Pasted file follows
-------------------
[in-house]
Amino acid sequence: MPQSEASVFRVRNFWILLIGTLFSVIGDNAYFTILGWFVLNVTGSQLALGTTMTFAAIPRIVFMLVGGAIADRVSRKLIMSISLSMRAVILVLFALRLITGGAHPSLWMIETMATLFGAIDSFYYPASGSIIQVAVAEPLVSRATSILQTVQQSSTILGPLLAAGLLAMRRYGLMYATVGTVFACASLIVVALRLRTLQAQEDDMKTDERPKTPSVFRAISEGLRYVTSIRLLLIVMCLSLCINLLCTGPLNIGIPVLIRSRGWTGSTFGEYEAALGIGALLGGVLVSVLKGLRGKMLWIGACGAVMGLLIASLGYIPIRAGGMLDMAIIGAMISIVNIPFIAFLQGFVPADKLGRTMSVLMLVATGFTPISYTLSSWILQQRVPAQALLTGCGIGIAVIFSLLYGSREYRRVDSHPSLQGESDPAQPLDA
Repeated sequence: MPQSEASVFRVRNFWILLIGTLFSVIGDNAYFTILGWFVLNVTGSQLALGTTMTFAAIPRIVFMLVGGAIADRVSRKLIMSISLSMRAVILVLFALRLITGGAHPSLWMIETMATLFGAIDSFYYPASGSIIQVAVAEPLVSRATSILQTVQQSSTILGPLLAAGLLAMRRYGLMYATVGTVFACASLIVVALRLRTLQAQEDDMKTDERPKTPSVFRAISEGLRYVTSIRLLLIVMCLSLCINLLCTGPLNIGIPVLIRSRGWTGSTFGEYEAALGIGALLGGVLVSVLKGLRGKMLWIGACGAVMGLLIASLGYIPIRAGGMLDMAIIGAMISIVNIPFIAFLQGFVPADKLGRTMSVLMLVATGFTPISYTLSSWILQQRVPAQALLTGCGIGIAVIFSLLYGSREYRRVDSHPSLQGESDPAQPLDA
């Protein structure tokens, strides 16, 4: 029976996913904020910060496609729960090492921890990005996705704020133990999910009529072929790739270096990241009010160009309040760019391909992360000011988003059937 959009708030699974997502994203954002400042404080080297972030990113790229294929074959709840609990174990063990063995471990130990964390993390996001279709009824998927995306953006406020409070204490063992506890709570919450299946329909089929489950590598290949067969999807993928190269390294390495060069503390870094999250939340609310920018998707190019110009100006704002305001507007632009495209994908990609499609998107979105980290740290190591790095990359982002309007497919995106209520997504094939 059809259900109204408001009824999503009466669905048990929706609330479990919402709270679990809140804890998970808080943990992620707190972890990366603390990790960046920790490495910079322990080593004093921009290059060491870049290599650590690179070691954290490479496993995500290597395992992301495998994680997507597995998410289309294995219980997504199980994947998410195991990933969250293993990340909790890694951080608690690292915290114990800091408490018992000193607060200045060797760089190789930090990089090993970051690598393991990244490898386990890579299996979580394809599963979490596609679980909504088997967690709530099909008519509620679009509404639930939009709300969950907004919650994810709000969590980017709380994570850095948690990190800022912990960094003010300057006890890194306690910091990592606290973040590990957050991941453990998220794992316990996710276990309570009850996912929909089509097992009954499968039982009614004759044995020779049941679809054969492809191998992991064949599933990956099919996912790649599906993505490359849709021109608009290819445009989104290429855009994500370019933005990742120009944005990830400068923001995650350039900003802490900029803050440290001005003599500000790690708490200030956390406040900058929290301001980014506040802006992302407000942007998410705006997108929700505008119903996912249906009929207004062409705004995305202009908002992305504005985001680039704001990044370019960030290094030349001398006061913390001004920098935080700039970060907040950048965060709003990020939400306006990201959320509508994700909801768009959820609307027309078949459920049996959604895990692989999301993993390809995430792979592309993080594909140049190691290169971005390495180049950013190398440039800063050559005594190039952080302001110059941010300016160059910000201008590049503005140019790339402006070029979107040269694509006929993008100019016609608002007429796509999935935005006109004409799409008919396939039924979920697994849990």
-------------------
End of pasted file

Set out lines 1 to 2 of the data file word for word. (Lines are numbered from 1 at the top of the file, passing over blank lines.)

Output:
[in-house]
Amino acid sequence: MPQSEASVFRVRNFWILLIGTLFSVIGDNAYFTILGWFVLNVTGSQLALGTTMTFAAIPRIVFMLVGGAIADRVSRKLIMSISLSMRAVILVLFALRLITGGAHPSLWMIETMATLFGAIDSFYYPASGSIIQVAVAEPLVSRATSILQTVQQSSTILGPLLAAGLLAMRRYGLMYATVGTVFACASLIVVALRLRTLQAQEDDMKTDERPKTPSVFRAISEGLRYVTSIRLLLIVMCLSLCINLLCTGPLNIGIPVLIRSRGWTGSTFGEYEAALGIGALLGGVLVSVLKGLRGKMLWIGACGAVMGLLIASLGYIPIRAGGMLDMAIIGAMISIVNIPFIAFLQGFVPADKLGRTMSVLMLVATGFTPISYTLSSWILQQRVPAQALLTGCGIGIAVIFSLLYGSREYRRVDSHPSLQGESDPAQPLDA